ESPN draft expert claims Yankees' first-round pick more unpredictable than usual

Another shortstop? Or off the board?
North Carolina v Virginia
North Carolina v Virginia / Eakin Howard/GettyImages

Typically, ESPN's Kiley McDaniel has a good sense of where the Yankees will go with their first-round MLB Draft selection, given his resources and their recent bouts of shortstop collecting. This year? Not so much.

On a conference call Wednesday, McDaniel noted that, while he usually has a pulse on the Yankees' preferences by now -- good sourcing, or obvious telegraphing, you decide -- he's having a tougher time sorting through the back-of-the-first-round possibilities that satisfy their most recent preferences.

McDaniel suspects that, by the time the Yankees reach the third or fourth round, they'll be prepared to overpay for whichever first-ish-round target drops into their hands. Early on, though? Will they go for whichever one of the many shortstops McDaniel has ranked in the 20s on his pre-draft guide, like Virginia's Griff O'Ferrall, Kyle DeBarge (Louisiana), or Kaelen Culpepper (Kansas State)? Or is New York's preferred college bat still floating somewhere in the ether?

Yankees could target another athletic shortstop in unpredictable first round of MLB Draft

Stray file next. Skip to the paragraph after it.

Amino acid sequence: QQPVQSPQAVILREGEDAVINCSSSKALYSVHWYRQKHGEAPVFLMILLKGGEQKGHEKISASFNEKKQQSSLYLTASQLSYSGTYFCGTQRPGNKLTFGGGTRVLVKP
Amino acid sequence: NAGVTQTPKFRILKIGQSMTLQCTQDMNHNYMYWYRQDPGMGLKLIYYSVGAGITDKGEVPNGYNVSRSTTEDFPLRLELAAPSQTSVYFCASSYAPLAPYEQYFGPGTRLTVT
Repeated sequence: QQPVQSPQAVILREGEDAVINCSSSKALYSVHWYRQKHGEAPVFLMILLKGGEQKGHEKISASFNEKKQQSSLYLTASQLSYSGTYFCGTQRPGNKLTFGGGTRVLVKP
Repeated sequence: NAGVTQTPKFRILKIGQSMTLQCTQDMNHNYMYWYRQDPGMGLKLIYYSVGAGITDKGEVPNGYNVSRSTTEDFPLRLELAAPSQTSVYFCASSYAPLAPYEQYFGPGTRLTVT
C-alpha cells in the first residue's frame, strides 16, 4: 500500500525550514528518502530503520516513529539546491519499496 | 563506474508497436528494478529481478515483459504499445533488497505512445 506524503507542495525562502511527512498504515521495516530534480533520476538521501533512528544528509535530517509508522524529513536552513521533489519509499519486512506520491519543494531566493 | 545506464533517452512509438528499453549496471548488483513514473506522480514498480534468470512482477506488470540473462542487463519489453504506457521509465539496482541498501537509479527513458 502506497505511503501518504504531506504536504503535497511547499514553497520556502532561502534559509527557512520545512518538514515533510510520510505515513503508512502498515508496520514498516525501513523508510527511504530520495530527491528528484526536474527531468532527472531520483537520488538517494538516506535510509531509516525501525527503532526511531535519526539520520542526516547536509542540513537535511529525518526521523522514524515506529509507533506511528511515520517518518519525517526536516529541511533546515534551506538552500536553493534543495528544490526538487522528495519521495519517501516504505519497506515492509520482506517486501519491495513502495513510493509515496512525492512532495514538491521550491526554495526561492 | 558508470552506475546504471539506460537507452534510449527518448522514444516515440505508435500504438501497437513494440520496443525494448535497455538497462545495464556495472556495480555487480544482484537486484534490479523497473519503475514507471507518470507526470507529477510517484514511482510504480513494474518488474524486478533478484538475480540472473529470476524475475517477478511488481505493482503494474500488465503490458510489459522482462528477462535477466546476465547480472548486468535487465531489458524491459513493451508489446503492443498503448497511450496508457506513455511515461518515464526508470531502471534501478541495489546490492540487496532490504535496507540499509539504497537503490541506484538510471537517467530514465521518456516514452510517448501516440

Hilariously, McDaniel noted that the Yankees' scouts are so well-known these days that he's able to track them and the team's registered interest, even from afar. "I don't know if they know this, but they have so many highly respected, recognized scouts, when they show up to a game, everyone texts me, 'Hey, do you know so and so are here?' So I always know who they like and who they're executing," he quipped.

Further down the line, McDaniel mentioned Michigan high school center fielder Dante Nori and SoCal left-hander Boston Bateman (of course, checks every box) as prep players he's well aware the Yankees are tracking. He still anticipates they'll look at a college player in the first round, though, despite picking almost exactly where this year's comparatively weak class of high schoolers is supposed to begin flying off the board.

Which college bats fall to New York? That's for us to all find out, collectively, on Sunday. Right now, it seems their selection is up in the air, dependent on their competitors, and could be any number of collegiate bats.